Integrated reporting is widely seen as the biggest change in corporate reporting in decades. Many in the accounting and business world hear the term and perhaps wonder what it means.
What is Integrated Reporting <IR>?
Integrated Reporting is intended to improve communication between companies and capital markets. It widens the scope of corporate reporting to provide a wider range of information.
An Integrated Report provides financial and non-financial information of a company’s strategy, performance and governance in its business and social context, in a way that highlights the interdependencies of the information.
The Integrated Report enables an organization to explain their business model and how they intend to create value over the short, medium and long term.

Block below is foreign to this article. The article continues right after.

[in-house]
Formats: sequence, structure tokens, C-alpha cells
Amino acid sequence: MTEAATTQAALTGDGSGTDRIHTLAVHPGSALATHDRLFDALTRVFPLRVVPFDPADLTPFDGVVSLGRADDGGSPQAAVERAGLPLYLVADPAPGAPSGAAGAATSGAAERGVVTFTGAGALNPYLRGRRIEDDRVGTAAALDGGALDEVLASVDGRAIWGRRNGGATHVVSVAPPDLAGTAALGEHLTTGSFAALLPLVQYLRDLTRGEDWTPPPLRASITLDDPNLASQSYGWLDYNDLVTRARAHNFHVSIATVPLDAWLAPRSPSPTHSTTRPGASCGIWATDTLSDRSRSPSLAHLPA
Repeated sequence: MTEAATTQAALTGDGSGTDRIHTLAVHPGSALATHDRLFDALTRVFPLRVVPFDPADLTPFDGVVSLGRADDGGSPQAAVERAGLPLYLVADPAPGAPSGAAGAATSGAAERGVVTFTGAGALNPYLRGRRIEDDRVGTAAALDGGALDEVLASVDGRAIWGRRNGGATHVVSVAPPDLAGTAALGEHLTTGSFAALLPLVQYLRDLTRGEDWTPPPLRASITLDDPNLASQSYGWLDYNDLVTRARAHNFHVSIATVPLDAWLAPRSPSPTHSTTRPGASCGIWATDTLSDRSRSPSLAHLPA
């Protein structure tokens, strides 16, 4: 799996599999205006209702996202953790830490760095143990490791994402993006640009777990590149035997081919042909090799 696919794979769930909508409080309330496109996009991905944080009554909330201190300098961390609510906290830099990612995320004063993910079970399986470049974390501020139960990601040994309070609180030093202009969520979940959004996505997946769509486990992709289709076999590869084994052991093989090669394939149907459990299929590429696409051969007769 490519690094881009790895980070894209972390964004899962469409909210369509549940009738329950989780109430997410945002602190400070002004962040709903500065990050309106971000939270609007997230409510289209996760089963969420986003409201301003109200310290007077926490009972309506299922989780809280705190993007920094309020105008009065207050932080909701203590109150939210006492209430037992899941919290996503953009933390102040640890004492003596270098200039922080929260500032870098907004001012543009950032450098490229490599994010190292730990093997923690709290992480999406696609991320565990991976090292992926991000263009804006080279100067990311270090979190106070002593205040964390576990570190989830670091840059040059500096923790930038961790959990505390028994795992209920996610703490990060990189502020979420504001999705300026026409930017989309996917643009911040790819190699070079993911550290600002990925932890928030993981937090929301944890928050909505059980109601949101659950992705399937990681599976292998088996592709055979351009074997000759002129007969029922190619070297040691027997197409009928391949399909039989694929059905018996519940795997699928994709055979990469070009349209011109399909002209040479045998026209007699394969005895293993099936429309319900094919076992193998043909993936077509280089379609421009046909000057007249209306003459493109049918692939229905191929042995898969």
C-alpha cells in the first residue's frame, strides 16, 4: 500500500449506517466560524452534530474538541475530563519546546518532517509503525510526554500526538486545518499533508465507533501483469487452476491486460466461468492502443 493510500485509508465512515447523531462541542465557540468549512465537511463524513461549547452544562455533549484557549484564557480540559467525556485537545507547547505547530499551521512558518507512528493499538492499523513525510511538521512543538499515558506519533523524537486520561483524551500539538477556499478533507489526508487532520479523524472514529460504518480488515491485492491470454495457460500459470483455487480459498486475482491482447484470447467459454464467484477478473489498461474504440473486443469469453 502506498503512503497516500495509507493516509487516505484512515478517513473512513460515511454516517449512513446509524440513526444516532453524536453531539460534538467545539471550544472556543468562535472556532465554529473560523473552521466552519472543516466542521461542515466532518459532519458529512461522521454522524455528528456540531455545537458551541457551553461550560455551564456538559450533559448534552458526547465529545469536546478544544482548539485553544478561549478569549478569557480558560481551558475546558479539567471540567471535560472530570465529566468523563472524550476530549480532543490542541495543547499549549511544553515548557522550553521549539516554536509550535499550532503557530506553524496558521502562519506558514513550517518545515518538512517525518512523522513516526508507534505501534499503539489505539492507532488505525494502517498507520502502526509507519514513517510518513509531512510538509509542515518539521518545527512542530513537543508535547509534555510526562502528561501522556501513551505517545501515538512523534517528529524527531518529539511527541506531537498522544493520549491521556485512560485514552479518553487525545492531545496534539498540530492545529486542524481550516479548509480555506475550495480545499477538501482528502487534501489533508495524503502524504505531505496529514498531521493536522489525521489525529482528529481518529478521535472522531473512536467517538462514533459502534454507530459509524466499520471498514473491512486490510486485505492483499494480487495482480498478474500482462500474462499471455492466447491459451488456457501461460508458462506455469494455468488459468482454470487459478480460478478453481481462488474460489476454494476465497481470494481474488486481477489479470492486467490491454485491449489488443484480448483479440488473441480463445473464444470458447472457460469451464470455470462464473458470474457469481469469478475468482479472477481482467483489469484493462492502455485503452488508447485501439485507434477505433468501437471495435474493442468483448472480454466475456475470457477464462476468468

The release of the International Integrated Reporting Framework in December 2013 marked an important step in the development of <IR>. The Framework will be used to accelerate the adoption of <IR>. IR is currently being trialed in over 25 countries, 16 of which are members of the G20.
The role of The International Integrated Reporting Council (IIRC)
The International Integrated Reporting Council (IIRC) is the global authority on integrated reporting <IR>.
The IIRC comprises a global coalition of regulators, investors, companies, standard setters, the accounting profession and non-governmental organisations. It is chaired by Professor Mervyn King and Paul Druckman is Chief Executive Officer.
The IIRC mission is to: enable integrated reporting to be embedded into mainstream business practice in the public and private sectors.